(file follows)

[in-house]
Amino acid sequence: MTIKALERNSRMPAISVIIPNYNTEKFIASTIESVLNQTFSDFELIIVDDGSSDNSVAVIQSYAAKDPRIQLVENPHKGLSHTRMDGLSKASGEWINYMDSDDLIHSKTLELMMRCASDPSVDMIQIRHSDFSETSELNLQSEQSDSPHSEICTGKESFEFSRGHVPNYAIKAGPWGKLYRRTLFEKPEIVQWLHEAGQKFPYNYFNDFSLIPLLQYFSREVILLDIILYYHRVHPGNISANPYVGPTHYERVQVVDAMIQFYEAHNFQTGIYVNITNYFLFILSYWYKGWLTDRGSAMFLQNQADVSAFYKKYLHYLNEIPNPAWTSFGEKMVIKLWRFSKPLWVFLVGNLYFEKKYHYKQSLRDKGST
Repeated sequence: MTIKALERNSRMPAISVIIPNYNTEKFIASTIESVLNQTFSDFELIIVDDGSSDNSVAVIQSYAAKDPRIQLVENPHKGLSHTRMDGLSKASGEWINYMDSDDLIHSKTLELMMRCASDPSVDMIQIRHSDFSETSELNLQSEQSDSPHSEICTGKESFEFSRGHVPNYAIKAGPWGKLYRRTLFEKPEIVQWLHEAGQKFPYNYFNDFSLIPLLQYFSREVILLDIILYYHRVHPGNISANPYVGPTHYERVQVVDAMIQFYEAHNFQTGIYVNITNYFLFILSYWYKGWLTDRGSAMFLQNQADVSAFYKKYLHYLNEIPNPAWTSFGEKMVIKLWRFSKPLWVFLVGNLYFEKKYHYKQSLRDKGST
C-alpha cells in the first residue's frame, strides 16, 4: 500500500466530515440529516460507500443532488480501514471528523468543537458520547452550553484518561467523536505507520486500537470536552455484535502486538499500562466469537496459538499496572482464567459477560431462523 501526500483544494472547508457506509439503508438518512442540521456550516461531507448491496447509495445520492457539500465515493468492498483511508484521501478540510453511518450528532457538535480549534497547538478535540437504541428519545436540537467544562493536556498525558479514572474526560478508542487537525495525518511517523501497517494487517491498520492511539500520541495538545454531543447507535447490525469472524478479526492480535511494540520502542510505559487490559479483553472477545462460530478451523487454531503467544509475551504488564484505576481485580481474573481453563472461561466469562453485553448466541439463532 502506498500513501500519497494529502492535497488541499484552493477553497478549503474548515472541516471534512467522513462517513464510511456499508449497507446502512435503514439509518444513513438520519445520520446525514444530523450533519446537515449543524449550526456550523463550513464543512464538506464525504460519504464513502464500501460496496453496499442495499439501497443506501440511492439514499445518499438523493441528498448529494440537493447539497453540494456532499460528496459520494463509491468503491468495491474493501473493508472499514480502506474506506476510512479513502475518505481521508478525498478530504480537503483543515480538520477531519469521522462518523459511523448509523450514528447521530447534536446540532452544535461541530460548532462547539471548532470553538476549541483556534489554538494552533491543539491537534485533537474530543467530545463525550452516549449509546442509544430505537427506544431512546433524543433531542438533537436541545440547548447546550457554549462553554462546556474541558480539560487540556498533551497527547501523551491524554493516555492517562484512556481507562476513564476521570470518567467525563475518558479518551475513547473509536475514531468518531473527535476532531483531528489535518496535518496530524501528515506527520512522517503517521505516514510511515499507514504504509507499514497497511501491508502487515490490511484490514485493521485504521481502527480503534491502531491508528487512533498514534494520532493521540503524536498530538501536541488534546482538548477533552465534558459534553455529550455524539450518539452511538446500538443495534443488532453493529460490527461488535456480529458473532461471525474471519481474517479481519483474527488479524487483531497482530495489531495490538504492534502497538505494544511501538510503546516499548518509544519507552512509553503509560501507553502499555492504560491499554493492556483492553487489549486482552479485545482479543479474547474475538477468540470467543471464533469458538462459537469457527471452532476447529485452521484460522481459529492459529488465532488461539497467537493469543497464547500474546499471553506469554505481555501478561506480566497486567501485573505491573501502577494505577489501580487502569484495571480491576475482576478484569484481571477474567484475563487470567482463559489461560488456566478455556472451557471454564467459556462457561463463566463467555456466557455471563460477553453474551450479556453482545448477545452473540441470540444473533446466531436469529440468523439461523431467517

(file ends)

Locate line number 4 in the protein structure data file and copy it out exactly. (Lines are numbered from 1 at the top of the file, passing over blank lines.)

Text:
C-alpha cells in the first residue's frame, strides 16, 4: 500500500466530515440529516460507500443532488480501514471528523468543537458520547452550553484518561467523536505507520486500537470536552455484535502486538499500562466469537496459538499496572482464567459477560431462523 501526500483544494472547508457506509439503508438518512442540521456550516461531507448491496447509495445520492457539500465515493468492498483511508484521501478540510453511518450528532457538535480549534497547538478535540437504541428519545436540537467544562493536556498525558479514572474526560478508542487537525495525518511517523501497517494487517491498520492511539500520541495538545454531543447507535447490525469472524478479526492480535511494540520502542510505559487490559479483553472477545462460530478451523487454531503467544509475551504488564484505576481485580481474573481453563472461561466469562453485553448466541439463532 502506498500513501500519497494529502492535497488541499484552493477553497478549503474548515472541516471534512467522513462517513464510511456499508449497507446502512435503514439509518444513513438520519445520520446525514444530523450533519446537515449543524449550526456550523463550513464543512464538506464525504460519504464513502464500501460496496453496499442495499439501497443506501440511492439514499445518499438523493441528498448529494440537493447539497453540494456532499460528496459520494463509491468503491468495491474493501473493508472499514480502506474506506476510512479513502475518505481521508478525498478530504480537503483543515480538520477531519469521522462518523459511523448509523450514528447521530447534536446540532452544535461541530460548532462547539471548532470553538476549541483556534489554538494552533491543539491537534485533537474530543467530545463525550452516549449509546442509544430505537427506544431512546433524543433531542438533537436541545440547548447546550457554549462553554462546556474541558480539560487540556498533551497527547501523551491524554493516555492517562484512556481507562476513564476521570470518567467525563475518558479518551475513547473509536475514531468518531473527535476532531483531528489535518496535518496530524501528515506527520512522517503517521505516514510511515499507514504504509507499514497497511501491508502487515490490511484490514485493521485504521481502527480503534491502531491508528487512533498514534494520532493521540503524536498530538501536541488534546482538548477533552465534558459534553455529550455524539450518539452511538446500538443495534443488532453493529460490527461488535456480529458473532461471525474471519481474517479481519483474527488479524487483531497482530495489531495490538504492534502497538505494544511501538510503546516499548518509544519507552512509553503509560501507553502499555492504560491499554493492556483492553487489549486482552479485545482479543479474547474475538477468540470467543471464533469458538462459537469457527471452532476447529485452521484460522481459529492459529488465532488461539497467537493469543497464547500474546499471553506469554505481555501478561506480566497486567501485573505491573501502577494505577489501580487502569484495571480491576475482576478484569484481571477474567484475563487470567482463559489461560488456566478455556472451557471454564467459556462457561463463566463467555456466557455471563460477553453474551450479556453482545448477545452473540441470540444473533446466531436469529440468523439461523431467517